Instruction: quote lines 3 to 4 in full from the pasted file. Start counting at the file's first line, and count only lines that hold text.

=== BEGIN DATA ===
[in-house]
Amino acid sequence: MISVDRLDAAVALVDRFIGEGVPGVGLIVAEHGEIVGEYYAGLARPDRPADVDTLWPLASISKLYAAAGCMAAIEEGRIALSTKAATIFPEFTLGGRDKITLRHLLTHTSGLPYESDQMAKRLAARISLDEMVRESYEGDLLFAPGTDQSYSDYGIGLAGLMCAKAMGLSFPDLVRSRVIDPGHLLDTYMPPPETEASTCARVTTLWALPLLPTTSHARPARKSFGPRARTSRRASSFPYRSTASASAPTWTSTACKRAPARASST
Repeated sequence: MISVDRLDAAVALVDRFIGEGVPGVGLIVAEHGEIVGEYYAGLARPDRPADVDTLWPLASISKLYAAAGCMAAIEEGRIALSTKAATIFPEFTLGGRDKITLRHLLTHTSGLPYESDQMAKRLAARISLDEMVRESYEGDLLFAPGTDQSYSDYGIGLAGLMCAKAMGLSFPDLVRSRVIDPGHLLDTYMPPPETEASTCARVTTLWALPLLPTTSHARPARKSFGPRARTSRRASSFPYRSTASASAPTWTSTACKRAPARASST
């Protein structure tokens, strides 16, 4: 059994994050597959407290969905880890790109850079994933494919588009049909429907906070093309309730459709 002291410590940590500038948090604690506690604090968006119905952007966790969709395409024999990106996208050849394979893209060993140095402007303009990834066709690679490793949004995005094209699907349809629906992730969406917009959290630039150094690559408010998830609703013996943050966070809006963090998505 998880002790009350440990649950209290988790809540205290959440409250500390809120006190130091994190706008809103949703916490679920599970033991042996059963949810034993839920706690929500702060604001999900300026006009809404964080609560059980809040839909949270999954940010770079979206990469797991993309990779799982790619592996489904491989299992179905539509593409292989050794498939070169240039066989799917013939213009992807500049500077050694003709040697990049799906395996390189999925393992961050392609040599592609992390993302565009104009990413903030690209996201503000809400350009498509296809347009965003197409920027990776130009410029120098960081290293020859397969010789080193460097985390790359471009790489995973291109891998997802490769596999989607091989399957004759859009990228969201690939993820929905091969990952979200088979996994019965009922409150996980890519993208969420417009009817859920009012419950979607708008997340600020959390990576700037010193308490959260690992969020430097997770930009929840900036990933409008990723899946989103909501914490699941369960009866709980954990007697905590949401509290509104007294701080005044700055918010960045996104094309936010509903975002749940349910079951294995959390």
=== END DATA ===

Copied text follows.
Repeated sequence: MISVDRLDAAVALVDRFIGEGVPGVGLIVAEHGEIVGEYYAGLARPDRPADVDTLWPLASISKLYAAAGCMAAIEEGRIALSTKAATIFPEFTLGGRDKITLRHLLTHTSGLPYESDQMAKRLAARISLDEMVRESYEGDLLFAPGTDQSYSDYGIGLAGLMCAKAMGLSFPDLVRSRVIDPGHLLDTYMPPPETEASTCARVTTLWALPLLPTTSHARPARKSFGPRARTSRRASSFPYRSTASASAPTWTSTACKRAPARASST
């Protein structure tokens, strides 16, 4: 059994994050597959407290969905880890790109850079994933494919588009049909429907906070093309309730459709 002291410590940590500038948090604690506690604090968006119905952007966790969709395409024999990106996208050849394979893209060993140095402007303009990834066709690679490793949004995005094209699907349809629906992730969406917009959290630039150094690559408010998830609703013996943050966070809006963090998505 998880002790009350440990649950209290988790809540205290959440409250500390809120006190130091994190706008809103949703916490679920599970033991042996059963949810034993839920706690929500702060604001999900300026006009809404964080609560059980809040839909949270999954940010770079979206990469797991993309990779799982790619592996489904491989299992179905539509593409292989050794498939070169240039066989799917013939213009992807500049500077050694003709040697990049799906395996390189999925393992961050392609040599592609992390993302565009104009990413903030690209996201503000809400350009498509296809347009965003197409920027990776130009410029120098960081290293020859397969010789080193460097985390790359471009790489995973291109891998997802490769596999989607091989399957004759859009990228969201690939993820929905091969990952979200088979996994019965009922409150996980890519993208969420417009009817859920009012419950979607708008997340600020959390990576700037010193308490959260690992969020430097997770930009929840900036990933409008990723899946989103909501914490699941369960009866709980954990007697905590949401509290509104007294701080005044700055918010960045996104094309936010509903975002749940349910079951294995959390």